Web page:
A month after she was passed over for the No. 2 executive post at Coca-Cola Co., Ms. Minnick, exec VP-president of marketing, strategy and innovation, has announced plans to leave the marketer at the end of February, ending her 23-year career there.
Moving to the U.K.
Ms. Minnick plans to move to the U.K. to "pursue a combination of professional and personal goals," E. Neville Isdell, Coke's chairman-CEO, wrote in a memo dated today and distributed to worldwide employees. Her departure follows Coke's move in December to elevate Muhtar Kent to president-chief operating officer, positioning him as the most likely heir apparent to the CEO post.
"The company's decision presented her with an opportunity to evaluate [her] options," said a Coke spokesman, confirming she had been a candidate for the president's role. "She decided it was the right time to pursue a combination of professional and personal goals in the U.K."
Known for her blunt, take-no-prisoners style, Ms. Minnick was elevated by Coke in March 2005 as part of a plan to shake up the stodgy brand's marketing function, re-establish its marketing leadership, speed new product development and jumpstart innovation.
Saw budget top $2 billion
Ms. Minnick created a global marketing team and persuaded management to add $400 million annually to the marketing coffers, which soon topped $2 billion. With the additional funds, she created a "need-states" marketing plan that launched dozens of new products, including Coca-Cola Blak, Far Coast, Enviga and Gold Peak, and launched the "Coke Side of Life" and "Make Every Drop Count" global advertising campaigns from Wieden & Kennedy and Leo Burnett, respectively.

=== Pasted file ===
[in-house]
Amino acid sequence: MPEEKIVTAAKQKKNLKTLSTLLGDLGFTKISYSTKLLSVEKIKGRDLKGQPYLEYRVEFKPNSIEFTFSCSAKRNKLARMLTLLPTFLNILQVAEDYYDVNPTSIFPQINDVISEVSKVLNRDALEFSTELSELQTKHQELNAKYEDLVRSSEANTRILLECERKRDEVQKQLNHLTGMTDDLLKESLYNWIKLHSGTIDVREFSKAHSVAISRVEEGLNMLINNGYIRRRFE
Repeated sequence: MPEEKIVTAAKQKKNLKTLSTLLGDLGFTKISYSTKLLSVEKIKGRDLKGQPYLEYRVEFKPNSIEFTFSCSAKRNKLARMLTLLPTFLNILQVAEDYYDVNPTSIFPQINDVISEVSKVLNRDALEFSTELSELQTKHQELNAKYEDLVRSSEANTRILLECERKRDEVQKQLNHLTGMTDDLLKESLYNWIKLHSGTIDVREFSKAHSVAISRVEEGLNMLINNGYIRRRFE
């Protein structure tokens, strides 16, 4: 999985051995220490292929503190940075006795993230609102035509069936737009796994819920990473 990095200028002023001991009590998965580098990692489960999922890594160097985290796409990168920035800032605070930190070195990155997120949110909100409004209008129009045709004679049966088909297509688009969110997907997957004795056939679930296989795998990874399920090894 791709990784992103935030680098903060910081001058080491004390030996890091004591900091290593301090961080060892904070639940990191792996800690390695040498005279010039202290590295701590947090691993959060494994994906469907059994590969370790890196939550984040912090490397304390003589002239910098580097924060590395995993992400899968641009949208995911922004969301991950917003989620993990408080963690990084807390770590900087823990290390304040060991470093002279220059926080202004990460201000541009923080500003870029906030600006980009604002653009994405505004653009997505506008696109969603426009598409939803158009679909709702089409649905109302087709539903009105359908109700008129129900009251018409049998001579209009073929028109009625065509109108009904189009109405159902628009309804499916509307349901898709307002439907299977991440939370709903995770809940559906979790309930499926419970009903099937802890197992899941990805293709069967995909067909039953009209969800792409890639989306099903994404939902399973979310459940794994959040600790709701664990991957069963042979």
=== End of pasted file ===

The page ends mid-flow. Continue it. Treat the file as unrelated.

"I will certainly miss the relationships and friendships I have developed while working for one of the world's most powerful and exciting brands, but I realize the time has now come to pursue my personal and professional goals in the United Kingdom," Ms. Minnick said in the statement. "And it is my hope and my belief that whatever comes next for me will be as rewarding personally and professionally as my time has been with the Coca-Cola Co."
In a memo that read partly like a letter of recommendation to future employers, Mr. Isdell said Ms. Minnick "has demonstrated her aptitude for research and development, innovation, packaging, and environmental services, building on her exceptional experience in marketing, strategy and operations. Under her leadership, the [marketing, strategy and innovation] team has launched numerous breakthrough brands, concepts, technologies, packages and adjacent businesses," he said. "She has repositioned our juice strategy and refocused our tea strategy."
Coke will name a successor later but it is unclear whether the marketer will undo any of the changes Ms. Minnick installed as part of Coke's transformation plans. But Mr. Isdell attempted to reassure staff that Ms. Minnick's work would have a lasting effect. "We believe that many of the ideas generated in the last 18 months [by Ms. Minnick] will be transformational and capable of driving greater growth in the mid- and long term," he wrote. "This team is well positioned to carry on our growth agenda, and I have every confidence that they will continue their exceptional work."
While she may have raised the marketer's innovation speed from glacial to perhaps that of lava flow, she leaves a lot of unfinished business.
"This will set Coke back a little because you had such an outspoken and passionate champion of innovation, and will others follow her?" asked Tierney Remick, global managing director-consumer retail markets for Korn/Ferry International. "Will this be seen as a strategic move away from some of the innovation that Coke has been advocating in the last two years?"
Despite the obvious questions about the departure of the marketer's most senior female executive, Ms. Remick sees the move as a "natural outcome" of a tight succession plan. "I don't see this as a senior woman leaving. I view this as a talented executive who's making a choice."
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